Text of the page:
Dubai: UAE’s airline and tourism sector hoping for a demand boost from India for the Eid and summer breaks have reasons to be worried by the COVID-19 surge sweeping through the country.
Indian states have again imposed partial lockdowns as daily infection numbers have gone past the 200,000 mark. More troubling is the detection of a ‘double-mutant’ COVID-19 strain, and which will have expat Indians in the UAE and Gulf making plans to visit home to hit a pause.
“News of the ‘Indian’ variant of the virus is a blow to the hopes of a stable recovery in passenger traffic in the region,” said Orkun Altintas, regional Director of Consulting - Aerospace & Defense Practice, at Frost & Sullivan.
India isn’t the only South Asian nation to re-impose tougher measures, albeit partially. Bangladesh had earlier imposed a week-long air travel ban amidst a spike in COVID-19 cases.
All of this do not bode well for Gulf airlines. With travel restrictions still in place in US and Europe, they were increasingly training their recovery hopes on Asian routes as well as within the wider Middle East and North Africa.
Destinations such as Mumbai, Delhi, Islamabad, Karachi, Dhaka and Colombo are crucial both from and to the UAE, and always figure in the top 10-15 destinations in terms of seats offered, said Altintas. “A decline in demand for travel due to risks related to the new strain will undoubtedly be a key factor in the slump that will hit traffic recovery.”
An economy seat to Mumbai will cost a traveller between Dh285-Dh389. Kochi, the South Indian city, is a bit on the higher side at Dh580.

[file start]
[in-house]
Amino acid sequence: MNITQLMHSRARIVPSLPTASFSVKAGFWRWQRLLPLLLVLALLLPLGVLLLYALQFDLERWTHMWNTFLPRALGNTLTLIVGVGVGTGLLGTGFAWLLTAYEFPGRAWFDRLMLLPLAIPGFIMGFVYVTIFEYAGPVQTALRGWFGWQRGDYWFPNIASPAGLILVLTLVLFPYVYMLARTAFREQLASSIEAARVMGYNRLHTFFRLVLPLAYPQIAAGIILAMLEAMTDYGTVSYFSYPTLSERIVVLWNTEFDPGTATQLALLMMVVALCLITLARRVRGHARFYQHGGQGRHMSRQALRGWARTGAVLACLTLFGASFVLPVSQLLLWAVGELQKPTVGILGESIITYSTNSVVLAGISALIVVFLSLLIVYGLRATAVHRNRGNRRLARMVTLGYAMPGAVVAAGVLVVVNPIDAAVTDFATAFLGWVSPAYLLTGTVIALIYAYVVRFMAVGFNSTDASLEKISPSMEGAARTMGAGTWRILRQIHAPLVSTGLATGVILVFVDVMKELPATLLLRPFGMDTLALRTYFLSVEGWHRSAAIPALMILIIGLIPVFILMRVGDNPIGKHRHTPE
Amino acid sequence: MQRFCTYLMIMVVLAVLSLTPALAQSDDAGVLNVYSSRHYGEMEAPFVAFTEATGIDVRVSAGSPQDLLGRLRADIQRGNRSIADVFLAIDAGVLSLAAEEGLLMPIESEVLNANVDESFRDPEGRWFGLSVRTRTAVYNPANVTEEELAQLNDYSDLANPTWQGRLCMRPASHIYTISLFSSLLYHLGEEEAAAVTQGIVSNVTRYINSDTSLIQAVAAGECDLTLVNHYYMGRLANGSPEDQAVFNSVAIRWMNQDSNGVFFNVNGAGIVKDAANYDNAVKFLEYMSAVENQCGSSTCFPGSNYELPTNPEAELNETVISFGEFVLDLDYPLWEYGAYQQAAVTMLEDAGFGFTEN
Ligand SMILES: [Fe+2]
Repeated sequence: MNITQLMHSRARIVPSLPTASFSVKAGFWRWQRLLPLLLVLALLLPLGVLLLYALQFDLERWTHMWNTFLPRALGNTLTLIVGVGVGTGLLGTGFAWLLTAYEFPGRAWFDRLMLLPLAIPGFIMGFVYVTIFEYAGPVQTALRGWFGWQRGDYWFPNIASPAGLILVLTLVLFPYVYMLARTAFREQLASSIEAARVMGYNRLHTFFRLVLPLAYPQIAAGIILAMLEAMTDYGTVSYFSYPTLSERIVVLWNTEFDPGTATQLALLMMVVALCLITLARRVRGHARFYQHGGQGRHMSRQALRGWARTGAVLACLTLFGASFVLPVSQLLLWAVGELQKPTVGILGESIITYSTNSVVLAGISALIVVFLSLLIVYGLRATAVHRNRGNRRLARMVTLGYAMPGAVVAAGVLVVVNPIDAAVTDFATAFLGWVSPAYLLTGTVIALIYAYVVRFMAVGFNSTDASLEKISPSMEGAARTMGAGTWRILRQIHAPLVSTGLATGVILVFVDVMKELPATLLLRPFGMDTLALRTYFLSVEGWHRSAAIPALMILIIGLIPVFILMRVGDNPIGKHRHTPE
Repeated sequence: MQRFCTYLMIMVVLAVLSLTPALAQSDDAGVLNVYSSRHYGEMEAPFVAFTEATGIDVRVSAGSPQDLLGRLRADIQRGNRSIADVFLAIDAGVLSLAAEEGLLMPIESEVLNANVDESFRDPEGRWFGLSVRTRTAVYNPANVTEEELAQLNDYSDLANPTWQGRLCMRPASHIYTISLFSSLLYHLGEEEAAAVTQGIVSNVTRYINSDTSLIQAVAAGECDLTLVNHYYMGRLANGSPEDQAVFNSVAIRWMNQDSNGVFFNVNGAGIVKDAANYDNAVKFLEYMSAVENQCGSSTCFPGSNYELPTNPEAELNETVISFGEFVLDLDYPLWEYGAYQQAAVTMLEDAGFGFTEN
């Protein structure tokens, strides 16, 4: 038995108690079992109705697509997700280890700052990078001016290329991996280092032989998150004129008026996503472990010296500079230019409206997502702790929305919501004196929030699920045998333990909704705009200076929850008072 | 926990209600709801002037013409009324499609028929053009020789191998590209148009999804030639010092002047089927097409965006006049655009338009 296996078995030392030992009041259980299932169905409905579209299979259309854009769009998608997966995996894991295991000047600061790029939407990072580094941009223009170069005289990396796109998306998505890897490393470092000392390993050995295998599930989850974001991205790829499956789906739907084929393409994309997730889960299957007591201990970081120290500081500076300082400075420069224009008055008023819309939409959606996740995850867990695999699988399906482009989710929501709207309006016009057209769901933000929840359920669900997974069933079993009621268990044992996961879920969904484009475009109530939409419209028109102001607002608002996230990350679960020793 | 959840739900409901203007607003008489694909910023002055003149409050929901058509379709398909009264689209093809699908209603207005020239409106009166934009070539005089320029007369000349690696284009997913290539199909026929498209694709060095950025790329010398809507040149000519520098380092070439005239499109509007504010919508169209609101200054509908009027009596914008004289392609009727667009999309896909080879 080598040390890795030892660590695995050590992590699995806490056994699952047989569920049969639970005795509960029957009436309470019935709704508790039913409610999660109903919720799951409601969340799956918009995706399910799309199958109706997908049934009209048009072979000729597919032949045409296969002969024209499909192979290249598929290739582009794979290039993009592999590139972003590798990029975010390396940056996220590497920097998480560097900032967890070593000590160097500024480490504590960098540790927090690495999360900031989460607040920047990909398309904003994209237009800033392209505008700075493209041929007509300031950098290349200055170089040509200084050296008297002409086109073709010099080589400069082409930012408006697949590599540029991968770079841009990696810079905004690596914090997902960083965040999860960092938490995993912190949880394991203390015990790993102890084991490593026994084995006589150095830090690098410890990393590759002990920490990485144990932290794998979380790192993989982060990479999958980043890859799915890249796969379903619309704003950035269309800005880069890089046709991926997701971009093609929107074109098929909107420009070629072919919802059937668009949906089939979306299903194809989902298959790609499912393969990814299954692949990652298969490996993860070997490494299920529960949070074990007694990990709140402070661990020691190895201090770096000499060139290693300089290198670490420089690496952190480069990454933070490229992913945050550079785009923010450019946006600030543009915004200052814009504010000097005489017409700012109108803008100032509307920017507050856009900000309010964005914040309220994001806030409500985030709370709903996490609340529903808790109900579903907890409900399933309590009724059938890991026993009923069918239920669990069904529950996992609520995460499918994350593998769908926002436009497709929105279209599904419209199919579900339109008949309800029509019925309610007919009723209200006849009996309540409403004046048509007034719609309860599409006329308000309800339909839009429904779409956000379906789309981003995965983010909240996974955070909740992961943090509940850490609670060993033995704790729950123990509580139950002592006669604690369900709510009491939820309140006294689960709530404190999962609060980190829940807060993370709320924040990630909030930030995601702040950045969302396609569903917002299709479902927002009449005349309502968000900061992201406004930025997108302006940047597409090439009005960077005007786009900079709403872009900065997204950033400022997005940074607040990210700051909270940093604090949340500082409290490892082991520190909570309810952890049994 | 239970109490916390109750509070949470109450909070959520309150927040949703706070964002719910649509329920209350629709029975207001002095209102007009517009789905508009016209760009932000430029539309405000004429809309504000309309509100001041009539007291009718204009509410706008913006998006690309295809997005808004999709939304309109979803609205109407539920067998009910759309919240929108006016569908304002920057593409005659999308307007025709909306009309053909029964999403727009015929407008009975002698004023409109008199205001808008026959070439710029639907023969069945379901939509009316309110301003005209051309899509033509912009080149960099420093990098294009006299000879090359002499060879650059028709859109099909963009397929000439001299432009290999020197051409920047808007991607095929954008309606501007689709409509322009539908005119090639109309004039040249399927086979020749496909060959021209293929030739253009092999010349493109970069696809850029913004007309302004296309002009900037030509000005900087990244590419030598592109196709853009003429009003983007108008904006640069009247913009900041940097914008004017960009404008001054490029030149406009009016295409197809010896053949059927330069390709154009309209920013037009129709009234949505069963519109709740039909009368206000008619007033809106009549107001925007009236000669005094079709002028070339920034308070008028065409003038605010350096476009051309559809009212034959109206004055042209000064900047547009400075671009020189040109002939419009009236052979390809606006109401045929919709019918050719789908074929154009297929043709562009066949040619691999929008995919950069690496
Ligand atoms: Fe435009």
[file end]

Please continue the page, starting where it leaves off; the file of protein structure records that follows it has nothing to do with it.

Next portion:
A seat to Bangladesh’s capital Dhaka will cost Dh770 to Dh952. A ticket to Karachi – Pakistan’s largest city – can be had for just Dh400.
In recovery... and then
The Dubai-Delhi route was the third busiest sector for the global airline industry during March, and just behind the Orlando-San Juan services and Hong Kong-Taipei, according to aviation data company OAG. More than 146,000 seats were utilised in Delhi-Dubai flights, behind Orlando-San Juan’s 171,010 seats and Hong Kong-Taipei with 146,536 seats last month.
The surge in coronavirus cases will not just bring domestic air travel in India to a standstill, but also test the country’s ‘bubble’ deals with other countries. ‘Transport Bubbles’ are temporary arrangements between two countries aimed at restarting commercial passenger services when regular international flights are suspended as a result of the pandemic.
This programme, although seen as a move to protect India’s aviation markets, has given a fresh lease of life to regional airlines. One of them is SriLankan Airlines.
Recently, India signed an air bubble agreement with Sri Lanka, allowing the operation of international flights between the two nations. This was seen as a huge boost Sri Lanka’s national carrier, which does not have a vast domestic market of its own to drive demand.
“India is domestic travel for us, because we are a very small island - so once India kick starts we will be okay,” Vipula Gunatilleka, SriLankan’s CEO, during an industry event last week. “Margins are under pressure to an extent but then again, there's enough demand.
“Sri Lanka is one of the most sought after destinations by the Indian middle-class.”
Air corridors necessary
“Whether for local demand or connecting traffic, post-COVID-19 recovery of passenger volumes will take place through a stage-by-stage approach,” said Altintas. “The key foundation of this chain will be the establishment of air corridors, which are made possible when borders are reopened and travel restrictions are relaxed.”
For now, outlook for the recovery of traffic between the UAE and South Asian destinations looks bleak.